And as hard as it is, try and be patient and think long term. A slow change will probably be more lasting (and easier). Good luck!

I found this post–and your blog–by doing a google search on paleo for kids. I have a 21 month old boy who has had ongoing stomach problems and an eczema-like rash (despite eliminating all environmental triggers). Our pediatrician keeps saying it’s normal but my mom gut tells me otherwise. I have decided to do an elimination diet to see if I can the culprit, starting with grain then I’ll move to dairy. Could you suggest a milk substitute? I understand coconut or almond milk don’t have the nutrients found in milk, like calcium. I know some foods dense on some of those nutrients but I’m looking specifically for a drink alternative. Thanks in advance and you have a new follower!

Hello! I was just wondering if you have any tips for a parent like myself, that is really making a STRONG effort to move to completely Paleo at home, we are nearly there, but are definitely Gluten Free now, however, my oldest daughter is from a previous relationship and so she is off to her Dad’s on the weekends and the life style over there is pretty far from Paleo or Gluten Free. In fact, most weekends she doesn’t eat a SINGLE fruit or veggie! And I’m at a loss! I do the best at home, but I can only do so much. She is 8 and well aware of our family change at home but she craves the junk and every single weekend comes home with a tummy ache. So, any suggestions on how to curb those cravings and maybe detox?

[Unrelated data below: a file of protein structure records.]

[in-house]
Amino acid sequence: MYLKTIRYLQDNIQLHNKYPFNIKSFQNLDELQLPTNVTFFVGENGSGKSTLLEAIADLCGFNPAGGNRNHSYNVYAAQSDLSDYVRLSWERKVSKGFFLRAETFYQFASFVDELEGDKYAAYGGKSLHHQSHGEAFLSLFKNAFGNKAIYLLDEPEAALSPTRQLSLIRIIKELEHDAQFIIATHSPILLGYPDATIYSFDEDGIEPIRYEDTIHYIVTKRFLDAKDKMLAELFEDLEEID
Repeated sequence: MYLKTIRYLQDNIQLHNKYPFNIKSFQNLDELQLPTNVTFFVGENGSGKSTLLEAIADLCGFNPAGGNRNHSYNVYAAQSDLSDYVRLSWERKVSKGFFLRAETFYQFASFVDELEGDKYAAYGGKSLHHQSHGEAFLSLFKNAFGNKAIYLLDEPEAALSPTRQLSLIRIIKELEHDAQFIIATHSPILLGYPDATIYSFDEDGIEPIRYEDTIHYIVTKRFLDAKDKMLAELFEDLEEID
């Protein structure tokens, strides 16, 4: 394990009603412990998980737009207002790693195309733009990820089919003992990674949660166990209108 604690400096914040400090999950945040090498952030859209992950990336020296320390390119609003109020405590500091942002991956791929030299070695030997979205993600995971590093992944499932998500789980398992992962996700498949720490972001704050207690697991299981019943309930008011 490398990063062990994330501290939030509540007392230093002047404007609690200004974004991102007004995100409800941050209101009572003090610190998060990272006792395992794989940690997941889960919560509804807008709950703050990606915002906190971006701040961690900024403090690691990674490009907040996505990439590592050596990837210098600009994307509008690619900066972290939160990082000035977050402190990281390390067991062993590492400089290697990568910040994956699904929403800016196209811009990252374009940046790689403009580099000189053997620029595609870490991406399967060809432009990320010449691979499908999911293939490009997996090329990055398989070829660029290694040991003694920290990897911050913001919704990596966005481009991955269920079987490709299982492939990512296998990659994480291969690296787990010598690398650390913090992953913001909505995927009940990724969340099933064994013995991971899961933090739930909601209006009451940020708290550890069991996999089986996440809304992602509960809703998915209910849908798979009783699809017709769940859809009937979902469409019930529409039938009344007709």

Thanks in advance!

Is there a paleo egg replacement? I have a 2 yr old with egg and nut allergies but am trying to go paleo. I can avoid nuts but there are many things that require eggs and I don’t know what to replace them with. Thanks!!